Monday, April 6, 2009

Opening Day Alt

I didn't know what I was going to call this beer until I realized what it is ready for. Opening Day of Major League Baseball. What is better than kicking back to watch America's pastime drinking a malty hoppy dark German ale? OK, so that doesn't really make sense, but this is the beer I made, and it's officially ready today, and besides, as you'll see from the recipe below, at least I used American hops.

This beer is the ale component of the split batch ale/lager strategy I've been using lately. It was made using the second and third runnings of the mash used to make Obfuscator Doppelbock. It was made in the style of a Dusseldorf alt, and again using American hops instead of noble German hops. So here is the recipe:

15lbs Dark German Munich malt
8lbs American two-row (I would have used Vienna malt, but I've got a ton of two-row on hand)
1lb Carahelles (a free gift from Larry at the LHBS--it was a sample from their supplier)
1lb Melanoidin malt
1/2 lb U.K. pale chocolate malt
1lb DME
1lb corn sugar
1 oz Galena 13.1% AA hops
1 oz Columbus 12% hops (need to cut this in half)
Dry ale yeast (I forget which one I used)

Mash at 146F for one hour and collect the 2nd and 3rd runnings to collect approximately 12 gallons of wort. Pre-boil gravity was 1.033. The hop schedule was:

Galena 60 minutes
Columbus 30 minutes

The alt turned out too bitter for a number of reasons. One, the gravity came in much lower than expected, so I got much better hop utilization rates. (The less sugary your wort, the more the bitterness is extracted from the hops). Two, I intended to only add 0.5 ounces of the Columbus, but I left in the middle of the boil due to a family emergency, and mistakenly added a full ounce. And three, I had only intended to boil the columbus hops for 15 minutes, instead of 30, again because I left in a hurry. I also didn't add Irish moss as usual during the last 15 minutes of the brew.

The cooling of the wort was done in a very interesting way. I instructed the wifey to turn off the burner at the proper time, since I wasn't going to be there. The wort sat outside, uncovered for about 3 hours before I was able to return. It dropped from boiling to about 115F during this time. Probably the ultimate temperature for beer spoiling organisms. But I didn't have a choice--this reminds me, I need to buy a cover for my 15 gallon brew kettle. At this point, I force chilled it down to 65F with my immersion chiller, pitched the yeast and hoped for the best.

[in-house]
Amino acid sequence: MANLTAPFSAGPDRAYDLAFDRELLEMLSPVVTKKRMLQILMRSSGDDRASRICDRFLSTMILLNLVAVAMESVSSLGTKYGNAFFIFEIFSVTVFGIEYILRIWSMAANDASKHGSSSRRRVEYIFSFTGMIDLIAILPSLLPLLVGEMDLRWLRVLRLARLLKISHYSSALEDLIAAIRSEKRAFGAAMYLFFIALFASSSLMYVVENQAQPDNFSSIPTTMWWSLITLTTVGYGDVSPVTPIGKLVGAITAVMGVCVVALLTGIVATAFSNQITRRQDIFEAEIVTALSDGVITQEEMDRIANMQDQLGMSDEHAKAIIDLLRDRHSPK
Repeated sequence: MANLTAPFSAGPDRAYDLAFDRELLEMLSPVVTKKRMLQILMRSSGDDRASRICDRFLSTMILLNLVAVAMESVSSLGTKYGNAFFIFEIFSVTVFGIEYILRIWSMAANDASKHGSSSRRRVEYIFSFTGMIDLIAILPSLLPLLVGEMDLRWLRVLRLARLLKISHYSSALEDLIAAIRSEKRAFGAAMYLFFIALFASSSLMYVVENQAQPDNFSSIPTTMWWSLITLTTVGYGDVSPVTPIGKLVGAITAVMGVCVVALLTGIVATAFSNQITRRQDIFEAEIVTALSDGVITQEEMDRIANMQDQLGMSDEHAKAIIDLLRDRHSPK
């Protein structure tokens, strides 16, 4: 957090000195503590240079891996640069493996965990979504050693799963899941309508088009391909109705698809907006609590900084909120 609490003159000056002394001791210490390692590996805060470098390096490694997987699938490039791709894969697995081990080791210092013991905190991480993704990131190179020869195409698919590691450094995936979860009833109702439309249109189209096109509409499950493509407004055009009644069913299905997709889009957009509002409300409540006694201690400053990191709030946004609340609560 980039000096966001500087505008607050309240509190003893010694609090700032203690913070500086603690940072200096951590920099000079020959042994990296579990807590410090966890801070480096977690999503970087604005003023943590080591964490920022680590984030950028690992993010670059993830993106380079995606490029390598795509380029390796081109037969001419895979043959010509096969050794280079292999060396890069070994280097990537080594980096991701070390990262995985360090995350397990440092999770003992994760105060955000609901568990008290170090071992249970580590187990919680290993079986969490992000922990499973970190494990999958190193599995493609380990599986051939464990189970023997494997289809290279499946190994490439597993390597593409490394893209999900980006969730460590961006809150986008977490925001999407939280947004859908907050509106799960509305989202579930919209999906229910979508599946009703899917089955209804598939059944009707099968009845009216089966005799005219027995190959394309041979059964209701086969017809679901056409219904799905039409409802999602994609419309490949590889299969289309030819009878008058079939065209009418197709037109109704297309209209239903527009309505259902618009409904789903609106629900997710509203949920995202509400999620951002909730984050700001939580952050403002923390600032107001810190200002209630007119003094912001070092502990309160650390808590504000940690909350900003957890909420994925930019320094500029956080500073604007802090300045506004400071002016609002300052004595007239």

The O.G. came in at 1.038 (low for style), so I added the corn sugar and malt extract (after boiling them in a half gallon of water for 15 minutes) two days into fermentation, bringing the estimated O.G. to 1.048. Normally I wouldn't add sugar to an alt, but I was down to my last pound of DME, and I needed to make it a little stronger. It fermented for 10 days at approximately 65F.

So how is it? Well, as I mentioned earlier, it's too bitter, although you get used to it after the second pint. It's also very cloudy. Alts are supposed to be very clear, and mine is not. I don't know if it's because I didn't add the Irish moss, or because it didn't cool quickly, or what, but this beer is kind of a muddy brown. More like a muddy brownish-orange. Yes, I know it sounds appetizing. So it looks like this one is going to be for my own enjoyment, no competition winner here. But it's like my buddy Mikey says, "There are no bad homebrews, some are just more preferred than others".

Sunday, April 5, 2009

Obfuscator Doppelbock

I brewed this beer two weeks ago, but am finally getting around to posting it here. It was one part of a split batch of lager/ale, as I have done in the past, but this time it was a true partigyle brew, using the first runnings from the mash for a strong beer, and the later runnings for a "small" beer. Also, this time, opposite of the YMM/YSM and the Johann Sebastian Bock/ Anglerman Ale , I made a smaller amount of the lager, and a larger amount of the ale. So without further ado, here's the recipe:

15lbs Dark German Munich malt
8lbs American two-row (I would have used Vienna malt, but I've got a ton of two-row on hand)
1lb Carahelles (a free gift from Larry at the LHBS--it was a sample from their supplier)